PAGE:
The International Accounting Standards Board (IASB) has published an exposure draft
Covid-19-Related Rent Concessions (Proposed amendment to IFRS 16) that
contains a proposed amendment that would provide lessees with an exemption from
assessing whether a COVID-19-related rent concession is a lease modification.
Comments are requested by 8 May 2020.
The COVID-19 pandemic has led to some lessors providing relief to lessees by
deferring or relieving them of amounts that would otherwise be payable. In some
cases this is through negotiation between the parties, but can be as a consequence
of a government encouraging or requiring that the relief be provided. Such relief is
taking place in many jurisdictions in which entities that apply IFRSs operate.
When there is a change in lease payments, the accounting consequences will depend on
whether that change meets the definition of a lease modification, which IFRS 16
Leases defines as “a change in the scope of a lease, or the consideration
for a lease, that was not part of the original terms and conditions of the lease
(for example, adding or terminating the right to use one or more underlying assets,
or extending or shortening the contractual lease term)”.
The proposed amendment published today are intended to provide practical relief to
lessees in accounting for rent concessions arising as a result of the COVID-19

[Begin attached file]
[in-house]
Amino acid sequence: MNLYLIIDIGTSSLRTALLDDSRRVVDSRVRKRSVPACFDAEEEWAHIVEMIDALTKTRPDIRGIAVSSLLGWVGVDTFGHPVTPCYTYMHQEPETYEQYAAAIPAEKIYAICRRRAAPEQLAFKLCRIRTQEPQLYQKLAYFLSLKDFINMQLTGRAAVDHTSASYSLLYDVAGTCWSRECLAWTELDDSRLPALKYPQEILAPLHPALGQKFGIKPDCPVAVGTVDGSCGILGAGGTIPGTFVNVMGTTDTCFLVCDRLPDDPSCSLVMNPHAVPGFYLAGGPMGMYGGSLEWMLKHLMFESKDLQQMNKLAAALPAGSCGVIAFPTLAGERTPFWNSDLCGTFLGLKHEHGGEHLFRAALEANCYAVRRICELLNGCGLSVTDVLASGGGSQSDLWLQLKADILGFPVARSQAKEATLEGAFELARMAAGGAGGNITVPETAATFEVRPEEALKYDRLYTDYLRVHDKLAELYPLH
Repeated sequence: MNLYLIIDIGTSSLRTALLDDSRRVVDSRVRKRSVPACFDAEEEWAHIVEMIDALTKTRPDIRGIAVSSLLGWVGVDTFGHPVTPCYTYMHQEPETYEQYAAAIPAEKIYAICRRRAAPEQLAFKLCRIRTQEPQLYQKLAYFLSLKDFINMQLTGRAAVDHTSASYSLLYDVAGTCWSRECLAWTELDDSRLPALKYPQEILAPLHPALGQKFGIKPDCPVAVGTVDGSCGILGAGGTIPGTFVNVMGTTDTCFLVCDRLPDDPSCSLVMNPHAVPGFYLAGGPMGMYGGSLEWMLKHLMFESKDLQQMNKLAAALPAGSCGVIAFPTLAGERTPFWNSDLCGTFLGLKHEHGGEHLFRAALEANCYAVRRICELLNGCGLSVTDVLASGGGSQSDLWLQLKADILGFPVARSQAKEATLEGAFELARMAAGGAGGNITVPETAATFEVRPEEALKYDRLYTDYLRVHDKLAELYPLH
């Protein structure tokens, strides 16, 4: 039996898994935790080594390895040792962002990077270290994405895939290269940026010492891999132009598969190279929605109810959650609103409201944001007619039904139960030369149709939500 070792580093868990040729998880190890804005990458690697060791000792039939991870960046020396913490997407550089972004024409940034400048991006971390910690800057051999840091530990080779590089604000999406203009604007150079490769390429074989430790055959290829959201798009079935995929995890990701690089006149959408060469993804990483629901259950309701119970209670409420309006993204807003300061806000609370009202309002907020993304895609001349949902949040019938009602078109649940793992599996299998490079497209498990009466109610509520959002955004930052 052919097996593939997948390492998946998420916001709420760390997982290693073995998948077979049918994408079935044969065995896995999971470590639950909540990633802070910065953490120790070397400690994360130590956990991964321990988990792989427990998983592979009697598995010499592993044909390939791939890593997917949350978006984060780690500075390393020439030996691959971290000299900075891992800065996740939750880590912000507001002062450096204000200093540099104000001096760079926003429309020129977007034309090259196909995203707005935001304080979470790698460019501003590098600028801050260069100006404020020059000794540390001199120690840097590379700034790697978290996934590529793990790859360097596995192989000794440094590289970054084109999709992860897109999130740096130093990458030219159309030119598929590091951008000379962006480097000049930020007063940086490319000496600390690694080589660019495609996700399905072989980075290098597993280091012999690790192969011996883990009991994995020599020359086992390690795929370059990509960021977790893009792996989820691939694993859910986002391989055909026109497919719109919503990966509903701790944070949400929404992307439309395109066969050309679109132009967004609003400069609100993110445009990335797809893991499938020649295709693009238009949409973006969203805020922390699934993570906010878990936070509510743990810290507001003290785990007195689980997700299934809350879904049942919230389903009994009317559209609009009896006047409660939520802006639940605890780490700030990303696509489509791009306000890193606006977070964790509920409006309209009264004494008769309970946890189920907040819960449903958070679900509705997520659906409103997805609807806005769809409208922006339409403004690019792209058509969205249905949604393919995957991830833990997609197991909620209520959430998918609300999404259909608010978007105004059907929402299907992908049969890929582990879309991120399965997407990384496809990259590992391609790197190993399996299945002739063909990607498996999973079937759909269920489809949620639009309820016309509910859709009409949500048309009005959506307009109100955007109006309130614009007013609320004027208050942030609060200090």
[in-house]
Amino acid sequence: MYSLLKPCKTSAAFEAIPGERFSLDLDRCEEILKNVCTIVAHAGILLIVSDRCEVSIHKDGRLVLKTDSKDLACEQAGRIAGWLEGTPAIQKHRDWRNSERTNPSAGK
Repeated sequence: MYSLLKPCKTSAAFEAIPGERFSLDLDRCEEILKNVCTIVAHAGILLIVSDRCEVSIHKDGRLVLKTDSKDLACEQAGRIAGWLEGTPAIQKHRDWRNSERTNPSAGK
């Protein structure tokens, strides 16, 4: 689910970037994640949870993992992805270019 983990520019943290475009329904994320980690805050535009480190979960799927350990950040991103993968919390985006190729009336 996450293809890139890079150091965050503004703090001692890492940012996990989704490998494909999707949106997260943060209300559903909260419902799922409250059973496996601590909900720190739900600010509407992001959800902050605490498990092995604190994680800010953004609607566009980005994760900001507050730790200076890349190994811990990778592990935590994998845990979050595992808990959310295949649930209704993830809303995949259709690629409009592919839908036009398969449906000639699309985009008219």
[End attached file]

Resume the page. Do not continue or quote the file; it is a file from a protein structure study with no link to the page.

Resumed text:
The changes proposed in ED/2020/2 Covid-19-Related Rent Concessions (Proposed
amendment to IFRS 16) would amend IFRS 16 to
provide lessees with an exemption from assessing whether a COVID-19-related
rent concession is a lease modification;
require lessees that apply the exemption to account for COVID-19-related
rent concessions as if they were not lease modifications;
require lessees that apply the exemption to disclose that fact; and
require lessees to apply the exemption retrospectively in accordance with
IAS 8, but not require them to restate prior period figures (a lessee would
recognise any difference arising on initial application of the amendment in
opening retained earnings (or other component of equity, as appropriate) in
the annual reporting period that includes the date of initial
The IASB is not proposing any additional relief for lessors as the current situation
is not as equally challenging for lessors, as most have operating leases and even if
they have lease modifications, the required accounting is not as complicated.
The IFRS Foundation's Due Process Handbook sets out that 75% of the Trustees must
approve comment periods shorter than 30 days. In a phone meeting on 17 April 2020,
the Trustees approved a 14-day comment period. Therefore, comments on the proposed
changes are requested by 8 May 2020.
The Board expects to finalise the amendment to IFRS 16 by the end of May 2020 and
proposes an effective date of 1 June 2020 for the final amendment (earlier
application permitted, including in financial statements not yet authorised for
issue at the date the amendment is issued).